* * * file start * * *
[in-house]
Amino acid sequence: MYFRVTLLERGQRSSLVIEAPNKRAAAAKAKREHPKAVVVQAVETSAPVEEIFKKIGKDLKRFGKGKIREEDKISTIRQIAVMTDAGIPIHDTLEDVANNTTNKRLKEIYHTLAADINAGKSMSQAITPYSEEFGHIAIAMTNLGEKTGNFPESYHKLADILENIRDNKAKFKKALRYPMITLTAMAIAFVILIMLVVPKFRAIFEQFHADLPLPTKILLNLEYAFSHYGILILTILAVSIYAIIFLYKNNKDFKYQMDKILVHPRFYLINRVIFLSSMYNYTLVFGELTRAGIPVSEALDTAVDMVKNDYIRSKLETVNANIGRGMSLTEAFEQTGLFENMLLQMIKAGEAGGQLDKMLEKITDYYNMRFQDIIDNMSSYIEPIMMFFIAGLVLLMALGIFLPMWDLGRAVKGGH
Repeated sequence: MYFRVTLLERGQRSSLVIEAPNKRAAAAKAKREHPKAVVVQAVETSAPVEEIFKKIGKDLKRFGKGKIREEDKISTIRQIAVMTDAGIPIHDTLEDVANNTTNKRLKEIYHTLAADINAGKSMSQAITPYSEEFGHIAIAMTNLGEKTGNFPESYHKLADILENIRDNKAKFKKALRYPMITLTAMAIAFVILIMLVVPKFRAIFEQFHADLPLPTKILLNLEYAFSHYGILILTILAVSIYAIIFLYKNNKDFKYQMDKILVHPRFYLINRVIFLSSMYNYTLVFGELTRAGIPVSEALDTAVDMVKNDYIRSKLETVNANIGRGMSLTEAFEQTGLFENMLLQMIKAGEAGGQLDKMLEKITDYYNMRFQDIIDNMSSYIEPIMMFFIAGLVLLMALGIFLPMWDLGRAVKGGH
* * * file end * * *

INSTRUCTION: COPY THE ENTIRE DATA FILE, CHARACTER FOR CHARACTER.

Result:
[in-house]
Amino acid sequence: MYFRVTLLERGQRSSLVIEAPNKRAAAAKAKREHPKAVVVQAVETSAPVEEIFKKIGKDLKRFGKGKIREEDKISTIRQIAVMTDAGIPIHDTLEDVANNTTNKRLKEIYHTLAADINAGKSMSQAITPYSEEFGHIAIAMTNLGEKTGNFPESYHKLADILENIRDNKAKFKKALRYPMITLTAMAIAFVILIMLVVPKFRAIFEQFHADLPLPTKILLNLEYAFSHYGILILTILAVSIYAIIFLYKNNKDFKYQMDKILVHPRFYLINRVIFLSSMYNYTLVFGELTRAGIPVSEALDTAVDMVKNDYIRSKLETVNANIGRGMSLTEAFEQTGLFENMLLQMIKAGEAGGQLDKMLEKITDYYNMRFQDIIDNMSSYIEPIMMFFIAGLVLLMALGIFLPMWDLGRAVKGGH
Repeated sequence: MYFRVTLLERGQRSSLVIEAPNKRAAAAKAKREHPKAVVVQAVETSAPVEEIFKKIGKDLKRFGKGKIREEDKISTIRQIAVMTDAGIPIHDTLEDVANNTTNKRLKEIYHTLAADINAGKSMSQAITPYSEEFGHIAIAMTNLGEKTGNFPESYHKLADILENIRDNKAKFKKALRYPMITLTAMAIAFVILIMLVVPKFRAIFEQFHADLPLPTKILLNLEYAFSHYGILILTILAVSIYAIIFLYKNNKDFKYQMDKILVHPRFYLINRVIFLSSMYNYTLVFGELTRAGIPVSEALDTAVDMVKNDYIRSKLETVNANIGRGMSLTEAFEQTGLFENMLLQMIKAGEAGGQLDKMLEKITDYYNMRFQDIIDNMSSYIEPIMMFFIAGLVLLMALGIFLPMWDLGRAVKGGH